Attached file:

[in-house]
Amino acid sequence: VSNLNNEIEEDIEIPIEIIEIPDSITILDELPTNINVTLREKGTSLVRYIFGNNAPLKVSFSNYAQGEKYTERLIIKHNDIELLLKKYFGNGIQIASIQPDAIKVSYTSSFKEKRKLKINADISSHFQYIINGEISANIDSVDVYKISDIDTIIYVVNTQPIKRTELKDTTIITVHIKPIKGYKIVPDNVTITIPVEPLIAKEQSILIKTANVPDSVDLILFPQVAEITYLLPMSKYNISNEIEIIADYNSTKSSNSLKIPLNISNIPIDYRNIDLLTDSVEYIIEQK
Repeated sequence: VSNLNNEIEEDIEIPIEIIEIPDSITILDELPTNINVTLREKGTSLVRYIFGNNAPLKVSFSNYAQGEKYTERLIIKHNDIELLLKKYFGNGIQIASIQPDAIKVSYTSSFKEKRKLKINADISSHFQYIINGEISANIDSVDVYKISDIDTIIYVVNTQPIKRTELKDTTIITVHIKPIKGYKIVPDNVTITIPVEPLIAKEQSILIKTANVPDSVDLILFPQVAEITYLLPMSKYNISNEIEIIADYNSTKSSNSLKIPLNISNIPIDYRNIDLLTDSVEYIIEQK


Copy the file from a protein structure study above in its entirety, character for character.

[in-house]
Amino acid sequence: VSNLNNEIEEDIEIPIEIIEIPDSITILDELPTNINVTLREKGTSLVRYIFGNNAPLKVSFSNYAQGEKYTERLIIKHNDIELLLKKYFGNGIQIASIQPDAIKVSYTSSFKEKRKLKINADISSHFQYIINGEISANIDSVDVYKISDIDTIIYVVNTQPIKRTELKDTTIITVHIKPIKGYKIVPDNVTITIPVEPLIAKEQSILIKTANVPDSVDLILFPQVAEITYLLPMSKYNISNEIEIIADYNSTKSSNSLKIPLNISNIPIDYRNIDLLTDSVEYIIEQK
Repeated sequence: VSNLNNEIEEDIEIPIEIIEIPDSITILDELPTNINVTLREKGTSLVRYIFGNNAPLKVSFSNYAQGEKYTERLIIKHNDIELLLKKYFGNGIQIASIQPDAIKVSYTSSFKEKRKLKINADISSHFQYIINGEISANIDSVDVYKISDIDTIIYVVNTQPIKRTELKDTTIITVHIKPIKGYKIVPDNVTITIPVEPLIAKEQSILIKTANVPDSVDLILFPQVAEITYLLPMSKYNISNEIEIIADYNSTKSSNSLKIPLNISNIPIDYRNIDLLTDSVEYIIEQK